Michigan beating OSU in organ donor challenge
By Sarah Pfleddrer | The Lantern
The Buckeyes have been undefeated against Michigan on the field for the past six years. But if the annual Buckeye-Wolverine Challenge for Life ended today, Ohio State would lose.
The Buckeye-Wolverine Challenge for Life between OSU and the University of Michigan began in 2006. It challenges the schools to register as many new organ, eye and tissue donors as they can before the rivalry commences on the field.
OSU has crushed the Wolverines the past four years, but this year, Michigan is leading by nearly 16,000 new registered donors.
Prospective Ohio donors can register to score a point for the Buckeyes online at lifelineofohio.org/beatmichigan, request a mail-in brochure by calling 800-525-5667, or say "yes" to organ and tissue donation when renewing a license or state I.D., said Rachel Lewis, community outreach director of Lifeline of Ohio.
Coach Jim Tressel said, "More than 105,000 fans fill Ohio Stadium and more than that number of Americans are waiting right now for a life saving organ transplant," according to the Buckeye-Wolverine Challenge for Life website.
More than 109,000 people are on the waiting list for transplantation, and an Ohioan dies waiting once every 48 hours, according to Lifeline of Ohio.
Matt Scroggy, a third-year in the Doctor of Pharmacy Program at OSU, received a kidney transplant from his older sister Sarah in 2009.
Scroggy's wait time of six months was shorter than most, he said, because "not everyone is as fortunate to have a living donor step up for them as I was."
Without the transplant, he would not have been able to continue his education at OSU, participate in the 2010 U.S. Transplant Games in Madison, Wis., or above all, stay alive, Scroggy said.
The U.S. Transplant Games are Olympic-style competitions for transplant recipients and donors. Scroggy won a bronze medal in the 5K road race and 4x400-meter relay and a silver in racquetball and the 800m.
The purpose of the Transplant Games is to "show people organ and tissue donation works," said Ryan Zinn, OSU alumnus and interim director of Technology Licensing and Commercialization.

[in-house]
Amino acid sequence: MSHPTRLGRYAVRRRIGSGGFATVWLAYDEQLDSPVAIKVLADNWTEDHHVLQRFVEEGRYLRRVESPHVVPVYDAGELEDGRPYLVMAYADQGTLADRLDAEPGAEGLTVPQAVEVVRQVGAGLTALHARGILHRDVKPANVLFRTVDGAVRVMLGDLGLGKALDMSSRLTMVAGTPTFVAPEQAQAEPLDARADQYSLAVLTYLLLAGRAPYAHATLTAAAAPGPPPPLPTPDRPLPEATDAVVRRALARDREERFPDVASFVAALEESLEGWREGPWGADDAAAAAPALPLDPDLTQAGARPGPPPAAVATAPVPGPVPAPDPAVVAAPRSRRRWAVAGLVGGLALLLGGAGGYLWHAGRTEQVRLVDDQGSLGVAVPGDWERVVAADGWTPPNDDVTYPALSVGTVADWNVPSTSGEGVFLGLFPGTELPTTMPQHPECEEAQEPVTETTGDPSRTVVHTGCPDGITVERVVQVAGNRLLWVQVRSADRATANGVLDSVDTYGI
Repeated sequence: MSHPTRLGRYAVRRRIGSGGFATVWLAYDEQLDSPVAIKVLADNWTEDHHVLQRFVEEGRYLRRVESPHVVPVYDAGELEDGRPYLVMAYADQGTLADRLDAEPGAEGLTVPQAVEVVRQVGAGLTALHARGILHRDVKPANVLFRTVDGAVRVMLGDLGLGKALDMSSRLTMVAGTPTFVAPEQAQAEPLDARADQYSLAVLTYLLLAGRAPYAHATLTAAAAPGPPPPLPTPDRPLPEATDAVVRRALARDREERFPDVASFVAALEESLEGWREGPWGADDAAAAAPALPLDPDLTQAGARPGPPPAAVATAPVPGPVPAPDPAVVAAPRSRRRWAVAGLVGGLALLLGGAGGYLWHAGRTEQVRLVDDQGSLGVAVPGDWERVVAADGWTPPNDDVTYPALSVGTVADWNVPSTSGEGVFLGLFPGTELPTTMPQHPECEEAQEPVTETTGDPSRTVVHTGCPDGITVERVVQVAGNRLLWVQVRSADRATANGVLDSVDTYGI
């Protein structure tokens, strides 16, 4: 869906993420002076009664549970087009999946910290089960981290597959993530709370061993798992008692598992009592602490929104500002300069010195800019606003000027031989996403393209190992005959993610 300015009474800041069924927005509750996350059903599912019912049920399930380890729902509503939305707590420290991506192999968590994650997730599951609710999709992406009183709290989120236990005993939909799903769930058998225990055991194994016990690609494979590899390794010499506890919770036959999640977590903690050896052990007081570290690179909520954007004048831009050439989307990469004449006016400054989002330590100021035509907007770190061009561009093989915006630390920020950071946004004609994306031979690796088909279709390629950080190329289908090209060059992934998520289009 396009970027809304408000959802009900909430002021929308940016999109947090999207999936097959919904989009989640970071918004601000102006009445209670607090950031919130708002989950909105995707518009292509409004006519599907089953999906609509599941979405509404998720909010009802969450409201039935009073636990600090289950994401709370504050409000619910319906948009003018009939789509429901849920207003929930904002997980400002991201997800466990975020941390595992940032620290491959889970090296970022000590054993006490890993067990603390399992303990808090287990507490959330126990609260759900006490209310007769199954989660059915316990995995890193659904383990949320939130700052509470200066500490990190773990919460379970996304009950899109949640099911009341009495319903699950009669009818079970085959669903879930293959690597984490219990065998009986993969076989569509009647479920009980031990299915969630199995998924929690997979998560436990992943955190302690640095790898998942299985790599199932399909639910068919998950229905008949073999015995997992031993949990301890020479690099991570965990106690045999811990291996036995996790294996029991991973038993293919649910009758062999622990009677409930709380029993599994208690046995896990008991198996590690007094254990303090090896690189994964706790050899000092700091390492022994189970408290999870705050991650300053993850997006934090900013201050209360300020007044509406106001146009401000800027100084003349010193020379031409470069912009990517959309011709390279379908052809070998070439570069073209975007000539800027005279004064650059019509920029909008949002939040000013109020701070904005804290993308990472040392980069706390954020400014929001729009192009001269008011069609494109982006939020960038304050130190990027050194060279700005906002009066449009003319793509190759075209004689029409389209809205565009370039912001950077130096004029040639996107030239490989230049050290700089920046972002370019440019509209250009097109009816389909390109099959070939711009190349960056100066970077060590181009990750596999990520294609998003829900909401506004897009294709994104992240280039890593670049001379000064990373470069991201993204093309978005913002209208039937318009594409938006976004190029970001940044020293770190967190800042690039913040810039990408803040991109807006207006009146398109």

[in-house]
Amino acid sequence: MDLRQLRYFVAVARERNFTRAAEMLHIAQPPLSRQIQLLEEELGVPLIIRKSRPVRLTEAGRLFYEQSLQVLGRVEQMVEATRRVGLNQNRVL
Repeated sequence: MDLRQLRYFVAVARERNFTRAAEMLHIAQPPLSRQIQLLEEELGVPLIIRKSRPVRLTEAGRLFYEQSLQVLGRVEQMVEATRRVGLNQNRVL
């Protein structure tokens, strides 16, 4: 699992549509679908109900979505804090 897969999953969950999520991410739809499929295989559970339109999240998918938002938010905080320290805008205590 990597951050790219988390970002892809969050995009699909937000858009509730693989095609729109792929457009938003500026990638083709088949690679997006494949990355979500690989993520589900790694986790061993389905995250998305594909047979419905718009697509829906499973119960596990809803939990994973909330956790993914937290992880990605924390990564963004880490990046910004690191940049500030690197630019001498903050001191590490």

Zinn received a heart transplant in 1988 during his sophomore year of high school.
"I was told to prepare to live six months or wait for a transplant," Zinn said.
Like Scroggy, Zinn had a shorter wait for his transplant compared to many, as he received a heart from an anonymous donor three weeks after being put on the transplant list. He later discovered his donor was a 20-year-old who was in a local auto accident.
Zinn said he still writes thank-you letters to his donor's family.
Lewis said Zinn is becoming a "famous face" at the U.S. and International Transplant Games.
Zinn specializes in sprinting events and has competed in the competition since 1992, winning more than 35 medals and running in two Olympic Torch Relays. He recently competed at the International Transplant Games in Gold Coast, Australia, and will travel to Sweden next year to compete in the World Transplant Games.
Transplantation "is an opportunity to leave a legacy by saving or enhancing the lives of others," Zinn said. "I'm not gonna take (my organs) with me, so if anyone else can use them, then more power to them."
Scroggy expressed similar sentiments.
"Helping to continue the life of another person after my death by donating my organs is one of the greatest gifts a person can give," he said.
A single donor can save the lives of eight people and enhance the lives of 50 others by donating organs and tissues, according to Lifeline of Ohio.
Zinn and Scroggy both registered as organ, eye and tissue donors when they received their licenses.
Although the Buckeye-Wolverine Challenge for Life tallies only the number of newly registered donors before Nov. 25, Lewis said registered donors can participate by encouraging their peers and family members to register.
The Wolverines are pushing harder than OSU because they are tired of losing, Lewis said. She said she expects more promotional events closer to the big game.
"The bottom line is lives are being saved," she said.
Numbers are updated daily and can be viewed at lifelineofohio.org/beatmichigan